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Where is Qinzhou and why you should know more about it?

Where is Qinzhou and why you should know more about it?

Not many Malaysians have heard of Qinzhou, let alone visited this ancient and yet ultra-modern port city on the southern tip of Guangxi Autonomous Region. Certainly, it’s already on our radar screen after the China-ASEAN Expo 2011 in Nanning, and soon enough, the name will pop up even more often especially in China and Malaysia and among Malaysian and Chinese entrepreneurs.

For a start, Qinzhou is one of the starting points of the Silk Route on the Sea even as early as the Han Dynasty from where China maintained its sea links with the coastal regions in Southeast Asia along what’s known now the Beibu Gulf.

But Qinzhou holds a special significance to Malaysia as it hosts the China-Malaysia Qinzhou Industrial Park, an iconic joint-venture project between Chinese and Malaysian entrepreneurs promoted by the Chinese and Malaysian governments.

Chinese Premier Wen Jiabao proposed the establishment of the project, an eco-friendly, ultra-modern smart city on 55 sq km of land in Qinzhou, on April 28 at the China-Malaysia Economic and Investment Co-operation Forum and the project has been given the full support by the Malaysian Prime Minister Dato’ Seri Najib Tun Razak.

Both the Malaysian and Chinese governments have agreed to make the construction of the Qinzhou Industrial Park an iconic project, reflecting the growing cooperation between the two countries.

Dato’ Seri Najib Tun Razak said when signing the MOU with Premier Wen on the industrial park project that it would be a landmark to showcase the ability of Malaysian companies in undertaking large scale industrial projects. The industrial park is very strategic, given its proximity to the ASEAN countries and its port that serves regions around the Beibu Gulf.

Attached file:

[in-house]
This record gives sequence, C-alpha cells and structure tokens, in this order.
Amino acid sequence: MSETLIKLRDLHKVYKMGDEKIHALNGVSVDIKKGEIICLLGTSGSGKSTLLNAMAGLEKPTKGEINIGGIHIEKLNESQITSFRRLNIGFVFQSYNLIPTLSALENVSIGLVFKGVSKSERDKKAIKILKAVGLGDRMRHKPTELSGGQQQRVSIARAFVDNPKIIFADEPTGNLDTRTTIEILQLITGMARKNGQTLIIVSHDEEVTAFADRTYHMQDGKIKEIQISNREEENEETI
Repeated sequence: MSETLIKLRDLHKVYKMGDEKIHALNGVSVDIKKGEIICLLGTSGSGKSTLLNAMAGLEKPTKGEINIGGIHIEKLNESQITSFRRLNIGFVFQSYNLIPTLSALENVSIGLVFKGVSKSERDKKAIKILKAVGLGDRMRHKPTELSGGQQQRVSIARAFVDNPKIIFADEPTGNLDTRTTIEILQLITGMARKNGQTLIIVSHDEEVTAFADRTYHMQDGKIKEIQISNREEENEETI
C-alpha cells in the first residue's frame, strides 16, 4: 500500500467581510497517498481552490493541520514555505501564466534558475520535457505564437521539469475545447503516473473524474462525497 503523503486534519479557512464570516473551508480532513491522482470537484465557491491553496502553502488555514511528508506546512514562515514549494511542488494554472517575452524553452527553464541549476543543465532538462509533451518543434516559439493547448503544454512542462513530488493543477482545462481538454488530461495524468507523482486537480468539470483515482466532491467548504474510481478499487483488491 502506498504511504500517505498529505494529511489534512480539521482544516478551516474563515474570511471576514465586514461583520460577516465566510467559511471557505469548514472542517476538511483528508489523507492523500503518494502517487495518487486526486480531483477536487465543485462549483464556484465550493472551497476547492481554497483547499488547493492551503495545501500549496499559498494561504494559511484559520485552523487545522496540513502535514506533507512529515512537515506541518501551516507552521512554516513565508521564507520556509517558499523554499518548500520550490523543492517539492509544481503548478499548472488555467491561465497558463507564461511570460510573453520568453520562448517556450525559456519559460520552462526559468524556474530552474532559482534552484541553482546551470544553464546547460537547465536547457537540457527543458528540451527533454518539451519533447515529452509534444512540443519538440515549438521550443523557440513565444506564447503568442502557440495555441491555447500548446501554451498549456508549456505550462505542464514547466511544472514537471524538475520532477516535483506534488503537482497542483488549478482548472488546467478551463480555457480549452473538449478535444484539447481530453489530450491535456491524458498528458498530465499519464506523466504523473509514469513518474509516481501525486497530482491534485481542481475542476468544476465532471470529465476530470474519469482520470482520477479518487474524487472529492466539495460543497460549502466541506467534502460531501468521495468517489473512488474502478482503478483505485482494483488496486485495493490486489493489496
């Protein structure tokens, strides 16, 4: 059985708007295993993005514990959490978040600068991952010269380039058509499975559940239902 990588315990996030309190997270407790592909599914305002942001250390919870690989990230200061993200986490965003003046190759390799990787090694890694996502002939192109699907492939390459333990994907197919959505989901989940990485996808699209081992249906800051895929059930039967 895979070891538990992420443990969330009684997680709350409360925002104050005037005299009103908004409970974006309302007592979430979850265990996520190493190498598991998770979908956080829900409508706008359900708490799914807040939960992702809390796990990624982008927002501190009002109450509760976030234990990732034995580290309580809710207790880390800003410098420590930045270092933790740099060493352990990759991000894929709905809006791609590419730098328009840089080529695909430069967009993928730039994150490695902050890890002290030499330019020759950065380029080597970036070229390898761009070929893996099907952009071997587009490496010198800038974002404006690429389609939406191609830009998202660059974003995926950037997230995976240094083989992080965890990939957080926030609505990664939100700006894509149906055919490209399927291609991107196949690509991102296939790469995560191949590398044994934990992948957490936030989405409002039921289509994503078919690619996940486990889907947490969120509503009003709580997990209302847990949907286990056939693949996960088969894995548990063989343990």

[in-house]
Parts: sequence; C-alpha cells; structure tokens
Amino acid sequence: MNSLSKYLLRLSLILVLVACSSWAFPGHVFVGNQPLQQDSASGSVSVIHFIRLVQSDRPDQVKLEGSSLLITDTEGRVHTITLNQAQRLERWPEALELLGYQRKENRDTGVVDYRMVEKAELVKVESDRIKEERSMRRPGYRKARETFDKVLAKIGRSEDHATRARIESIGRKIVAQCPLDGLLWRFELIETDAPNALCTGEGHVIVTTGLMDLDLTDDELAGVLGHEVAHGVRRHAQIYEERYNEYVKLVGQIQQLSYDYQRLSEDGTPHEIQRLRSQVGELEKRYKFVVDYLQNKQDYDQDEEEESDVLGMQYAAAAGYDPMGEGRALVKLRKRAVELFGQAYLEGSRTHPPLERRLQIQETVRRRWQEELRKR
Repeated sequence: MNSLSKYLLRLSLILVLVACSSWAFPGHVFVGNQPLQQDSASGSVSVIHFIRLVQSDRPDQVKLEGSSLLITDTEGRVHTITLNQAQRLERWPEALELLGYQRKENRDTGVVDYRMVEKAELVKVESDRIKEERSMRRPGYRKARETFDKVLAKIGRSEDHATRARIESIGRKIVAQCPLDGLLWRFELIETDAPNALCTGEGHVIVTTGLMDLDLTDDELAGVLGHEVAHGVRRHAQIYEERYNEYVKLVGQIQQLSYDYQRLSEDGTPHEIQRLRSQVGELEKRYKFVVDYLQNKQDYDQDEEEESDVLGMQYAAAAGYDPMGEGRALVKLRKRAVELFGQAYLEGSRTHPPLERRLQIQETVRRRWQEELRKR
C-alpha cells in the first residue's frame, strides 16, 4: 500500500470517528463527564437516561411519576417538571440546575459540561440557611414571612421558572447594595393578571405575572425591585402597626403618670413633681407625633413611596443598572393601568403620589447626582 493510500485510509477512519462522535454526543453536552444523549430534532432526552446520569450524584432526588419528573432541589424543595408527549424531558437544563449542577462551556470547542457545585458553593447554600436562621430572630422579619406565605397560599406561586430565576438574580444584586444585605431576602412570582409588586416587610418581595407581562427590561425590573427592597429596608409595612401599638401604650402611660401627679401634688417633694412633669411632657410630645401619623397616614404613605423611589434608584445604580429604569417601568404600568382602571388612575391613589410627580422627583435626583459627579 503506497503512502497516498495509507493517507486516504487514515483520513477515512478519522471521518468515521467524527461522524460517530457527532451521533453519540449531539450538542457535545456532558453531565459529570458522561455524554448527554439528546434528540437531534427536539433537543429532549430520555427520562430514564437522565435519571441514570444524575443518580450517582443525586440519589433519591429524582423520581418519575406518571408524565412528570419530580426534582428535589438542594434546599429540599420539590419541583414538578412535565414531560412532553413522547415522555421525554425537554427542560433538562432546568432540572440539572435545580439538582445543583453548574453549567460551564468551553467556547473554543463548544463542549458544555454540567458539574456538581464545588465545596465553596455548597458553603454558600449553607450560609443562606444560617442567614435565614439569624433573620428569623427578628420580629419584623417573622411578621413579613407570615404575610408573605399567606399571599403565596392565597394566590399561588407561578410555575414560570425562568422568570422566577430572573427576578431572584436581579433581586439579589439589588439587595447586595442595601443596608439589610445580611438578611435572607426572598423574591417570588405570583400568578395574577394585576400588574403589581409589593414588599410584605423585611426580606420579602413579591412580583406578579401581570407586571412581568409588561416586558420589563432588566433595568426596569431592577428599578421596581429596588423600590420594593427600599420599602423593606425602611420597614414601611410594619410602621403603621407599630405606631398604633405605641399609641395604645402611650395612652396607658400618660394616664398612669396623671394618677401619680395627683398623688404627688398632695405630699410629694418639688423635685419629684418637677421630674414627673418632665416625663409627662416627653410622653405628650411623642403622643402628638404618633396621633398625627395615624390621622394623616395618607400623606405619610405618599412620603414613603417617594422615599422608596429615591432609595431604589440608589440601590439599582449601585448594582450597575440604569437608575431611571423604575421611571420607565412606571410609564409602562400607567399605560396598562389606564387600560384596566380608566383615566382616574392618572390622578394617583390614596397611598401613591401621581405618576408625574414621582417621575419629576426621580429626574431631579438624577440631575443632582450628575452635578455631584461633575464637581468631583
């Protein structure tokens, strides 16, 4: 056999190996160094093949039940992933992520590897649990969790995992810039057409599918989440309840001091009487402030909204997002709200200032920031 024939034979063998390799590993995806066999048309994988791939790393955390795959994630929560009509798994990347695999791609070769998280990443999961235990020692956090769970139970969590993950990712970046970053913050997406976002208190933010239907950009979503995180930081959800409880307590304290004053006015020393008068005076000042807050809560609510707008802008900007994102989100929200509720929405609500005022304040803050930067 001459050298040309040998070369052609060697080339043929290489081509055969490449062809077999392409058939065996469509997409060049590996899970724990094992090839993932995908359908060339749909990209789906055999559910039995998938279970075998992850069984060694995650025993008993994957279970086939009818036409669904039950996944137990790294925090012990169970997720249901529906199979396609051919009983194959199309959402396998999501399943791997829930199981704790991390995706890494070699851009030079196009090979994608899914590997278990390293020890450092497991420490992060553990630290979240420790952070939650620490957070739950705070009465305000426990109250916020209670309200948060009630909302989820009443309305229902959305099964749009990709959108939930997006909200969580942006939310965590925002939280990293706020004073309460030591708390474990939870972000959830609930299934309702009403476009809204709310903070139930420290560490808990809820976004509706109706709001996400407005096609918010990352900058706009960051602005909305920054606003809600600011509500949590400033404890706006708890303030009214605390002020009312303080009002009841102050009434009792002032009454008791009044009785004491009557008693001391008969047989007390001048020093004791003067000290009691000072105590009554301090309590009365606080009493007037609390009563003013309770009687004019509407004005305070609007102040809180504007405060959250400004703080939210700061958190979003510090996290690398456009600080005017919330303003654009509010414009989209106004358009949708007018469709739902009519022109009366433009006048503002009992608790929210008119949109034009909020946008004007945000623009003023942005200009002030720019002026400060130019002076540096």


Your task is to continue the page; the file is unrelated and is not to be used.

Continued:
Currently, the project is still in the preliminary stage, it has been agreed that the Malaysian multinational firm, the Rimbunan Hijau Group, will be the lead company of the Malaysian Consortium, which will then form a joint company with the Chinese Consortium. The joint venture company will be the master developer of the China-Malaysia Qinzhou Park. The joint venture company will plan and implement the overall development of the park which will be carried out in three phases and will take 15 years to complete. The first phase of 15 sq km will be ready in five years. Malaysians have been offered a 49 per cent stake in the project.

The Malaysian Minister of International Trade and Industry Dato’ Seri Mustapa Mohamed, who together Tan Sri Ong Ka Ting, Chairman of the Malaysia-China Business Council and the Prime Minister’s Special Envoy to China, visited the park during their visit to CAEXPO 2011.

Tan Sri Ong who has been appointed Senior Advisor to the Qinzhou Municipality and have had made several visits to Qinzhou earlier, said Qinzhou is strategic as it is not only China’s economic hub for its vast southwestern region of Yunnan, Guangxi and Guangdong provinces, it is also its gateway to Southeast Asian countries of Vietnam, Laos, Cambodia, Thailand, Malaysia and Indonesia.

Qinzhou Industrial Park aims to be an Information Technology hub, modeled after our Multimedia Super Corridor, a manufacturing base for automotive and ship component parts, port equipment and facilities and food processing, and a modern services centre. With various tax incentives, good infrastructure, and commitment by the Malaysian and Chinese governments, it presents an unprecedented opportunity for Malaysian entrepreneurs eager to seize a piece of the huge and growing Chinese economic cake.

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